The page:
Sunday, February 10, 2008
The Elder Scrolls IV : Shivering Isles (Xbox 360) Review
Originally, I found the retail version of The Elder Scrolls IV: Shivering Isles very difficult to find, taking me about a month post-release to locate it. It does not appear that Best Buy or Future Shop is carrying it, and EB Games gave me a whole load of BS around its release date and tried to con me into buying The Elder Scrolls IV: Oblivion - Game of the Year edition instead.
Ironically, I found it at an out of the way EB Games at the edge of suburbia, and I was able to purchase it there brand new for $34.99. Not only does the disc contain the excellent Expansion itself, but the retail version also comes bundled with one of the most popular Downloadable Content for The Elder Scrolls IV: Oblivion, Knights of the Nine. I have not yet played through Knights of the Nine, and I will do so in the coming months, so for the purpose of this review, I will only focus on The Elder Scrolls IV: Shivering Isles itself.
Like traditional PC Expansions, you basically install the new content onto your Xbox 360's HDD or Memory Unit. Considering that the Shivering Isles content is just under 1 GB in size, an HDD is required, however Knights of the Nine is around 100 MB as I recall, so I believe you could use a 512 MB Memory Unit, though I have not tested this. Suffice it to say, if you don't have an HDD, you won't be able to properly enjoy the Expansion and will be wasting your money.
In traditional PC fashion, the Expansion disc brings up a splash screen as it patches your retail copy of the original game, and also allows you to choose between installing both Shivering Isles and/or Knights of the Nine; with a full installation taking around 10 minutes or so. Once that's done, you'll never need your The Elder Scrolls IV: Shivering Isles disc again unless you have to re-install; you play using your tried and true The Elder Scrolls IV: Oblivion disc.
Now, after you get to the game's main menu, you'll need to wait a minute as the additional content is loaded every time you run The Elder Scrolls IV: Oblivion. This is a minor inconvenience, and a bit of a time delay, but nothing too serious. I also found that sometimes when bringing up the Save Menu in-game, it could literally take up to a minute or more to actually display the Save Menu or one of my Saves. This was extremely annoying, and while clearing the game's cache would solve this, it would only do so temporarily and every few days I was required to clear The Elder Scrolls IV: Oblivion's cache (hold down "A" on boot up until you get to the game's main menu).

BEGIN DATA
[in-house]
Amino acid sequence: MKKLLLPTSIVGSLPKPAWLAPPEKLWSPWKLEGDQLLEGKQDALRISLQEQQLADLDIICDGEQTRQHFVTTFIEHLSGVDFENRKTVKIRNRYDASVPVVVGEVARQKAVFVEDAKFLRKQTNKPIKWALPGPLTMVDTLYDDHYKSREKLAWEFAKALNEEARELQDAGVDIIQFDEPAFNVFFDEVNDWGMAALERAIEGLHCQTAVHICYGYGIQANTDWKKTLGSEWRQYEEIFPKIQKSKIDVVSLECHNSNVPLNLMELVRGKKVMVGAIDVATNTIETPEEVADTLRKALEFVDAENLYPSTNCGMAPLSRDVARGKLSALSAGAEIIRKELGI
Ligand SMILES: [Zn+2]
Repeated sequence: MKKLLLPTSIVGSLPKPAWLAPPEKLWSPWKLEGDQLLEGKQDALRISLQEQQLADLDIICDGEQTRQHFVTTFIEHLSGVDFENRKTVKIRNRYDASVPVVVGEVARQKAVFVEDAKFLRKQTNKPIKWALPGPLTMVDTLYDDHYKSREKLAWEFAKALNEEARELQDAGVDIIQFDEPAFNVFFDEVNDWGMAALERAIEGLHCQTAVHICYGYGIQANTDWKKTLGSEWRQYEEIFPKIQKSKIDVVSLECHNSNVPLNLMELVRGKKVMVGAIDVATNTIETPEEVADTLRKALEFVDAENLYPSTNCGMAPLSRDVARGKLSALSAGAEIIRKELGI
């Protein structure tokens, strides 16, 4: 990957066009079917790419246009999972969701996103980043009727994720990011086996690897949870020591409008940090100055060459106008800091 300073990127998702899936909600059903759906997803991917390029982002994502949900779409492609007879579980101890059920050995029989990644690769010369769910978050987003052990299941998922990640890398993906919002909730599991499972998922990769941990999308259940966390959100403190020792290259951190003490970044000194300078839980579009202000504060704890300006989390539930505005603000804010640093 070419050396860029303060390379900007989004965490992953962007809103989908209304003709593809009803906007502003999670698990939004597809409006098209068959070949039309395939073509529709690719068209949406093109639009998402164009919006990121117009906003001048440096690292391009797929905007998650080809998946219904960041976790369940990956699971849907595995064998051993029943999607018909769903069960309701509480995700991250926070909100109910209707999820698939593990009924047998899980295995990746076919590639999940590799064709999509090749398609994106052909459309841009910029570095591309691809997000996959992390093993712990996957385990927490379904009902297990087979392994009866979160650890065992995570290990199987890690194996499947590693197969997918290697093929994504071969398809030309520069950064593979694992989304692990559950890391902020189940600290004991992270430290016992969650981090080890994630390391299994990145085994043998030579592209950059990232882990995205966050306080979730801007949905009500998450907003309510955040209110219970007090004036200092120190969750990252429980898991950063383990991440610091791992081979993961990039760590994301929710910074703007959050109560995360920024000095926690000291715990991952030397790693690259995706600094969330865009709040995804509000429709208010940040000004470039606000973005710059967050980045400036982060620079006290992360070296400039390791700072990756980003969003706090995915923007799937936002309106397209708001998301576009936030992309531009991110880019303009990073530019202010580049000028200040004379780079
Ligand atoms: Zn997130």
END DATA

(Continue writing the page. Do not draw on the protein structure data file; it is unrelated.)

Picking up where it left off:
Now that the purchasing drama and technical blather is out of the way, let's get to the meat of this review: The new content. The Elder Scrolls IV: Shivering Isles is awesome. Simply put, it is an amazing, though relatively short, Expansion that greatly reminds me of many design aspects from The Elder Scrolls III: Morrowind. Make no mistake, The Elder Scrolls IV: Shivering Isles is very different than The Elder Scrolls III: Morrowind, but I can certainly see some design influences there, more so artistically than anything else, but more on that later.
The main attraction to the Expansion is the Main Quest itself, which I ultimately found better to think about along the lines of an extra "Guild" Quest Line than an actual Main Quest. Not that there's anything wrong with the Main Quest itself, mind you. It's original, as original as the Madgod himself, and certainly more engaging and entertaining than the traditional and cliche men vs. demonic invasion Main Quest of the original game, but it felt much more linear a bit simpler than the original.
To experience this content fresh, I created a brand new character, an Elderly Altmer Male, and I created my first custom class, a Necromancer. Going against my tradition of playing an RPG for the first time as a hero, I decided to play a "bad guy" character, and I certainly did my share of murders and other joyfully evil things in the Realm of Madness.